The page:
09 February 2009
Ministry of Finance
Government introduces recapitalisation scheme to safeguard lending to households and businesses
The Government today adopted the recapitalisation scheme announced on 3 February. The scheme comprises a maximum of SEK 50 billion and aims to improve the possibilities for Swedish businesses and households to obtain credit. Banks participating in the recapitalisation scheme will be required to put a stop to bonuses and pay rises to top management. In addition, a proposal on the stability fee, which banks will have to pay from this year, will be referred for consultation tomorrow.
"This gives banks that are already strong the opportunity to strengthen their capital base further and thereby contribute to the public good. This is an important step to safeguard financial stability and ensure that households and businesses can obtain credit on reasonable terms," says Minister for Local Government and Financial Markets Mats Odell.
To safeguard the interests of the taxpayer, the banks will pay fees and returns on capital injections to the stability fund. At the same time, the state is guaranteed continuous returns and a significant share of the value growth achieved by the institution. Banks participating in the recapitalisation scheme will be required to put a stop to bonuses and freeze other compensation to top management.
The recapitalisation scheme in brief
The Ordinance adopted allows the National Debt Office to provide capital injections after obtaining Government approval. The institutions that will be offered the possibility of receiving such capital injections are the same ones that are entitled to participate in the state guarantee scheme for medium-term debt, i.e. banks, mortgage institutions and credit market companies serving municipalities, incorporated in Sweden. The total limit for the recapitalisation scheme is SEK 50 billion. The capital provided to a particular institution may amount to no more than the equivalent of an increase of two percentage points in the institution´s capitalisation.
Under the terms of the ordinance, the injection of capital can be provided in the form of share capital or hybrid instruments. To be included in an institution´s own funds as Tier I capital (i.e. capital of the highest quality), the instrument must fulfil the conditions in the Finansinspektionen (Swedish Financial Supervisory Authority) regulations.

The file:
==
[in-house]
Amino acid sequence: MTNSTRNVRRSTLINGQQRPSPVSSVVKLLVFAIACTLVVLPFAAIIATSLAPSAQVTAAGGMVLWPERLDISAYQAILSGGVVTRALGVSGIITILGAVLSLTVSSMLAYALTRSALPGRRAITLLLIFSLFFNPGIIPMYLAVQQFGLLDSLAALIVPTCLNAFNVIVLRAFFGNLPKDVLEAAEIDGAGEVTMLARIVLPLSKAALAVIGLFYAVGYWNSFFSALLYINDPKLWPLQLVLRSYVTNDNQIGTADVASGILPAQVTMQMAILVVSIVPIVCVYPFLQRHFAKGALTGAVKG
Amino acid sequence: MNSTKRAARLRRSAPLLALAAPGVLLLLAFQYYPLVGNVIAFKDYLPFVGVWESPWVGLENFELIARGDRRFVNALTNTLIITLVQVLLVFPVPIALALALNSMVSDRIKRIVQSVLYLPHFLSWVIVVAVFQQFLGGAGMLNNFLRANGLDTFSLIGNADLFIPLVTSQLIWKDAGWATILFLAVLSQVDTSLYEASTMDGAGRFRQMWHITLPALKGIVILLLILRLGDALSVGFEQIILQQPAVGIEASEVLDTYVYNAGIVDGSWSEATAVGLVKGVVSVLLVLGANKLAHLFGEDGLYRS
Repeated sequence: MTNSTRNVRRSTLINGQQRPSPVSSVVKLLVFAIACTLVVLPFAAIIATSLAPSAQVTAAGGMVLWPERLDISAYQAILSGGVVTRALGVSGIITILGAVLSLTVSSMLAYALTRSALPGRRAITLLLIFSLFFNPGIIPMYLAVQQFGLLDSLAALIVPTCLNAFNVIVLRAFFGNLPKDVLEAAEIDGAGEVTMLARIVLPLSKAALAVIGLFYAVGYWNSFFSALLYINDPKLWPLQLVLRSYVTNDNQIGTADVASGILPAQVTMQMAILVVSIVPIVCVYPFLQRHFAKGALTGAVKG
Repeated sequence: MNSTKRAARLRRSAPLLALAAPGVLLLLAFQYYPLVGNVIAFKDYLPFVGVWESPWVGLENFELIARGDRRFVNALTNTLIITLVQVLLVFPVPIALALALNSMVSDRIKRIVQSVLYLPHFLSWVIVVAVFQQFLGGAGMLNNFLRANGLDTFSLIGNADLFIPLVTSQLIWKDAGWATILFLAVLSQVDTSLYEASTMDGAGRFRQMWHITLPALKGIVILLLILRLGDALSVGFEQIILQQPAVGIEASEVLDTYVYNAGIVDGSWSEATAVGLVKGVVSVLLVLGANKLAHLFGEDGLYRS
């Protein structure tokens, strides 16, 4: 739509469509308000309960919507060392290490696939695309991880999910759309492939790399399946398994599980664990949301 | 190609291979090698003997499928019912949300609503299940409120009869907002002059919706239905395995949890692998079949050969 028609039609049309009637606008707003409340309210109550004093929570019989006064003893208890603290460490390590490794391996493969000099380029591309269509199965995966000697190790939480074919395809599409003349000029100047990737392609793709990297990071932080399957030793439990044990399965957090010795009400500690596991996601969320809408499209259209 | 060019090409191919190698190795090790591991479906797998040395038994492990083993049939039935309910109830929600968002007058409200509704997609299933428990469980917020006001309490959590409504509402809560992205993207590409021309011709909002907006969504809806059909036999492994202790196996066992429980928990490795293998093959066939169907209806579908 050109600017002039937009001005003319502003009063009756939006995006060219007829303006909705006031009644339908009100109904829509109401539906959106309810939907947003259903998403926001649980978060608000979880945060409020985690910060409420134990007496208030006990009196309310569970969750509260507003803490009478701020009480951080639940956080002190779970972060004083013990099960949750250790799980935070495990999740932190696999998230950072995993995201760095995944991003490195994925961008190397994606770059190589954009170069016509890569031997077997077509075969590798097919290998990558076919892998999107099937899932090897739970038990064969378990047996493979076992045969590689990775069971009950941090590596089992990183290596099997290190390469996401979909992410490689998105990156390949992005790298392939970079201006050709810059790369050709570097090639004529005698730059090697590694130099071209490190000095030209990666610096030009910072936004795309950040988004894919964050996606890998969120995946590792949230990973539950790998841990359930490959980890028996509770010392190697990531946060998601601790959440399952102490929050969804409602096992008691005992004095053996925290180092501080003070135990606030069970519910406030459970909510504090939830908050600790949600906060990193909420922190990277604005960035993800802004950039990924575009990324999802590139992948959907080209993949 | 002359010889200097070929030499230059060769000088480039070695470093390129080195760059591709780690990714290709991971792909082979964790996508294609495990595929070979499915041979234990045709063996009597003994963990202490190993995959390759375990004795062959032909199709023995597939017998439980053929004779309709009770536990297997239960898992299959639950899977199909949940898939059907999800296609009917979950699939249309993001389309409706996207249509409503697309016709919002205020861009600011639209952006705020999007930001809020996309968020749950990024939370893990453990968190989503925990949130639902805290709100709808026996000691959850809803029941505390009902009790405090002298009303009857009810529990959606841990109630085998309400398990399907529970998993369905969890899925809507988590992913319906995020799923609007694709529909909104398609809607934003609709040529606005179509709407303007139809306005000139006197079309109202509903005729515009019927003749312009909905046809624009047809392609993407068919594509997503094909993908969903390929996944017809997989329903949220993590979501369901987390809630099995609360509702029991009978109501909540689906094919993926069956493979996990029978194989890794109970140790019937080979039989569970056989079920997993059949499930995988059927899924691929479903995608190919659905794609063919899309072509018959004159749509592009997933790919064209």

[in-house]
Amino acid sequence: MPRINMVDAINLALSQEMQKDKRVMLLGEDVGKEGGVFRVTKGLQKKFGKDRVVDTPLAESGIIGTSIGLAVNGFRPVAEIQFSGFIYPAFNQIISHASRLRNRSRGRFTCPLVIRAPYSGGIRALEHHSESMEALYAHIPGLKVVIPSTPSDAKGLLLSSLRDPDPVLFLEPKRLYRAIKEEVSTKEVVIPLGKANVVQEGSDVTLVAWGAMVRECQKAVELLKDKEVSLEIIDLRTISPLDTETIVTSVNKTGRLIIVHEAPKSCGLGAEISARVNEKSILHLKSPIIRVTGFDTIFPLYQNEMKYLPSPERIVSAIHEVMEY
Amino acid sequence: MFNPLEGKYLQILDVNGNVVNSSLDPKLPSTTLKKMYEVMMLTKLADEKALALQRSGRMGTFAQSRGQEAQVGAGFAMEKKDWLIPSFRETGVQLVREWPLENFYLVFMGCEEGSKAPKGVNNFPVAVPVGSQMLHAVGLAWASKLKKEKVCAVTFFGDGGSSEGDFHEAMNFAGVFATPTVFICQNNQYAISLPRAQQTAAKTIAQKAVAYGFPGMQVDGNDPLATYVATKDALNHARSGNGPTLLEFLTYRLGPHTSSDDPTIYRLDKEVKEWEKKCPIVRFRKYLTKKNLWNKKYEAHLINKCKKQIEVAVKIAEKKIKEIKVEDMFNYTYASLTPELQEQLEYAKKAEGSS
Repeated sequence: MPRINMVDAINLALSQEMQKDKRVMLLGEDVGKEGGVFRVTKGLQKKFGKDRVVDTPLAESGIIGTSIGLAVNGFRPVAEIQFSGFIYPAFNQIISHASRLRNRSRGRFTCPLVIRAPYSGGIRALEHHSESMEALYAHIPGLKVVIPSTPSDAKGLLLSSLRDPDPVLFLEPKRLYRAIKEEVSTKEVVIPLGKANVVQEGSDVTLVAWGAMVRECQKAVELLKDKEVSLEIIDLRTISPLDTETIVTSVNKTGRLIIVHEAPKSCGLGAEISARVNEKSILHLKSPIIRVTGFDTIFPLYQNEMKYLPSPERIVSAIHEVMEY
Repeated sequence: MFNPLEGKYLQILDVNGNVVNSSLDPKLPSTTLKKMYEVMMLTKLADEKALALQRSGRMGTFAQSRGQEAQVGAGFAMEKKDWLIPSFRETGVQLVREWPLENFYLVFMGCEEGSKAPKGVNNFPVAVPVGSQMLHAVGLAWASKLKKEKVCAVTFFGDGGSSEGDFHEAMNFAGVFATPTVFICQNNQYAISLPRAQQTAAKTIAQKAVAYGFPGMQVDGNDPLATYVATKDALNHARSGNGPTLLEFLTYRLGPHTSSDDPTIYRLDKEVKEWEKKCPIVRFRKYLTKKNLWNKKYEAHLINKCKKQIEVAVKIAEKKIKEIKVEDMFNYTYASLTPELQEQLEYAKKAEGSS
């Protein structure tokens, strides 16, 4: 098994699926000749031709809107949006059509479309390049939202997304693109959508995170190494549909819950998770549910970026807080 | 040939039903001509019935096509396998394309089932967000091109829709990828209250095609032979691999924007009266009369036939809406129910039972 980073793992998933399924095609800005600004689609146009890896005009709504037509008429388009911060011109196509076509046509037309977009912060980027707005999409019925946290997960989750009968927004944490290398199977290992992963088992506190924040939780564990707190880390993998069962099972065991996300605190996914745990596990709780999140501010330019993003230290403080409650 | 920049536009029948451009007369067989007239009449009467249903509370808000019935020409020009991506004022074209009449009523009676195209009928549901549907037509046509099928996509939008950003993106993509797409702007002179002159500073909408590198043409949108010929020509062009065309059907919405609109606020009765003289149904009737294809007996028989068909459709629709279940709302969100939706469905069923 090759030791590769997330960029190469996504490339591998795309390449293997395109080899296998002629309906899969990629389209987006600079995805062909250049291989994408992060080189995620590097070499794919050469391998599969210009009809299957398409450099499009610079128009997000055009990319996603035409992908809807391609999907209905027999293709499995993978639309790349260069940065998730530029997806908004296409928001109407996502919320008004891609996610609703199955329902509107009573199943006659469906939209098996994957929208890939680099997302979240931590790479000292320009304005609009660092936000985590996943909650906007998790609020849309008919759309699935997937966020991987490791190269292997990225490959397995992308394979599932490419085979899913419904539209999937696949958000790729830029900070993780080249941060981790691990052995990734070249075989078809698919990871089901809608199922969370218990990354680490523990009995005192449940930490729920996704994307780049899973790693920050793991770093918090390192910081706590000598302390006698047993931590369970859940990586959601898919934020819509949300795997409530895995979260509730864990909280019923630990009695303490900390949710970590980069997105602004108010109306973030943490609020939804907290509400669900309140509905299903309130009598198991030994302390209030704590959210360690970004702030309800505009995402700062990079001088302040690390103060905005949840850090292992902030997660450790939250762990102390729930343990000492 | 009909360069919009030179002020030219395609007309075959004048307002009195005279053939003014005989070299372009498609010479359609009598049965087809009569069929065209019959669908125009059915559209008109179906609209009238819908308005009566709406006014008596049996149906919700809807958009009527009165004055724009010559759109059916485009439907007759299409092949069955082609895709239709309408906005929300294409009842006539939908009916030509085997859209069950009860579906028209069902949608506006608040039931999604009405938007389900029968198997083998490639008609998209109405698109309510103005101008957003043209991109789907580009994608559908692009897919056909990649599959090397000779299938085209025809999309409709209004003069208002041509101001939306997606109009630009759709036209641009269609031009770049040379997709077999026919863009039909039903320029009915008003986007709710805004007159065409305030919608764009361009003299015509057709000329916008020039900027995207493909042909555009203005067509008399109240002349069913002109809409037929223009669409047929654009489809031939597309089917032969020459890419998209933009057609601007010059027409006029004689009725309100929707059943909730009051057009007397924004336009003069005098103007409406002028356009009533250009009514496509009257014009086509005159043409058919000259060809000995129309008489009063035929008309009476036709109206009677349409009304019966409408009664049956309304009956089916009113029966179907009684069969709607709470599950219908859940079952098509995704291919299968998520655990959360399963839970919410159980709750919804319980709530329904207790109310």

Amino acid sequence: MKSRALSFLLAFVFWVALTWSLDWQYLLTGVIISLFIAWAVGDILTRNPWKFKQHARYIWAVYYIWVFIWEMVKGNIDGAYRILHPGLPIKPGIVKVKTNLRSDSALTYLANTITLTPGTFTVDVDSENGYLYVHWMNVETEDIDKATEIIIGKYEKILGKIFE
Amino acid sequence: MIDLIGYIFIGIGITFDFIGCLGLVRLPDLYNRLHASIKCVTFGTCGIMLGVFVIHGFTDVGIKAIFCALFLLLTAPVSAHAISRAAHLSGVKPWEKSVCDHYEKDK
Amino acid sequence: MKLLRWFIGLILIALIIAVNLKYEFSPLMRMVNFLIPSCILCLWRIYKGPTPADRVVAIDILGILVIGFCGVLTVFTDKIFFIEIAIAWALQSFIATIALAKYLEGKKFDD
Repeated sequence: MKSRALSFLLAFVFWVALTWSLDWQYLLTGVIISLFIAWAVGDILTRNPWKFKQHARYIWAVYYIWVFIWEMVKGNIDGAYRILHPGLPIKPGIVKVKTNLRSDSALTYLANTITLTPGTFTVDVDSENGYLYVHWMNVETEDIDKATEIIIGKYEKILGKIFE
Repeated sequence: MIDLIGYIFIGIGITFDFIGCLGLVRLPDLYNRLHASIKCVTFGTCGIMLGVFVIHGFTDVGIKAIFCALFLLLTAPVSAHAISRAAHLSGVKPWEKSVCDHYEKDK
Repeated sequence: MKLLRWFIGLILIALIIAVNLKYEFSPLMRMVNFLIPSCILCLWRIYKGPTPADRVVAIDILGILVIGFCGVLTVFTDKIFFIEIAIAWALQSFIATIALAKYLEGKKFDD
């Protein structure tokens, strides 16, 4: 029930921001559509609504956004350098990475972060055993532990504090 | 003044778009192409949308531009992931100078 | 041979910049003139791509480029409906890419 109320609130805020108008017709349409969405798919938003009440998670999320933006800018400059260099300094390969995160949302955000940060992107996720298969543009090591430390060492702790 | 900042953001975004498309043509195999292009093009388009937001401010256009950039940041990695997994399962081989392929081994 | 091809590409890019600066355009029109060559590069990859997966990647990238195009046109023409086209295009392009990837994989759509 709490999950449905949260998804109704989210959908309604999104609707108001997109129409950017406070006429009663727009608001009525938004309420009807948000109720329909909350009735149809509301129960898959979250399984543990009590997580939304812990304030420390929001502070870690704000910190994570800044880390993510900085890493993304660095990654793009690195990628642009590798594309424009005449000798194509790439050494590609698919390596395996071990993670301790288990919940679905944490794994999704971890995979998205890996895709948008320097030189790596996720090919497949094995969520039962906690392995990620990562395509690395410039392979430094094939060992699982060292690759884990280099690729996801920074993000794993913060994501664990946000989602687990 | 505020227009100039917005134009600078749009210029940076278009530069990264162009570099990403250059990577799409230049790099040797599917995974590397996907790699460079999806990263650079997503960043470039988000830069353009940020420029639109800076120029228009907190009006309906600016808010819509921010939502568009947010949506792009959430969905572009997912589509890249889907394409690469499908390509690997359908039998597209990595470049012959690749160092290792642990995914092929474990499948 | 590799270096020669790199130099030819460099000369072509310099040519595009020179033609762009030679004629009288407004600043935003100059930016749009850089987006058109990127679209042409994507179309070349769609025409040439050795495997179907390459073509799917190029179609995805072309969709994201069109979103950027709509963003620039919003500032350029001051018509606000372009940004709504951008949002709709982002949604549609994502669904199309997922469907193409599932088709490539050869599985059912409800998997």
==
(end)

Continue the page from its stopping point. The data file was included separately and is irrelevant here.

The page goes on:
Capital can be provided through either
- state participation in a market transaction, whereby the state acquires a maximum of 70 per cent of the shares or hybrid capital instruments issued on the same market terms as other investors, or
- state participation in a directed issue, whereby the state acquires shares or hybrid capital instruments on terms decided by the state.
In a market transaction, the National Debt Office participates on the same terms as private investors and the state therefore receives market-rate returns. In the case of a directed issue, where the state acquires more than 70 per cent, the National Debt Office will set the price based on a model reflecting the risk of the issuing institution and the returns on similar financial instruments under normal market conditions. The returns must always at least equal the level calculated according to the European Central Bank (ECB) recommendations. The conditions are designed to safeguard the interests of the taxpayer by guaranteeing the state continuous returns and a significant share of any value growth achieved by the institution during the time that the state contributes capital.
The Ordinance enters into force on 17 February.
Restrictions on remuneration
Restrictions on remuneration to senior management to apply during 2009 and 2010 will be included in the National Debt Office´s agreement with the institutions. The restrictions will apply to the five individuals receiving the highest total remuneration. There will be a freeze on pay and remuneration increases, a ban on bonuses and restrictions on severance payments for top management in the institutions receiving capital injections.
Furthermore, severance pay agreements may not be more advantageous than those applicable under the current guidelines for the terms of employment of senior managers in state-owned enterprises.
The agreement will also include conditions aimed at preventing increases in remuneration to board members in 2009 and 2010.
Introduction of stability fee
To strengthen the stability fund and safeguard the interests of the taxpayer, it is proposed that the stability fee announced in the autumn be introduced. Under the proposal, which will be referred for consultation tomorrow (Tuesday), the fee will be payable at half the full rate in 2009 and 2010. The Government intends to present a proposal in 2011 on how the fee scheme can be merged with the deposit guarantee scheme, allowing a single, risk-differentiated fee to be charged. Institutions participating in the state guarantee scheme for medium-term debt will be able to deduct half of the guarantee fee they have paid over the year from the stability fee.
In view of the state aid rules in the EC Treaty, the European Commission has been notified of the recapitalisation scheme. Formal approval of recapitalisations provided via market transactions is expected tomorrow (Tuesday 10 February). For other capital injections, the Commission will review the situation on a case-by-case basis if and when it becomes necessary to provide such injections.
The approval expected from the EU permits a recapitalisation scheme that applies up to 17 August 2009. However, if necessary the Government intends to apply for an extension of the recapitalisation scheme and guarantee programme.
Press Secretary to Mats Odell
+46 8 405 15 04
+46 8 405 14 37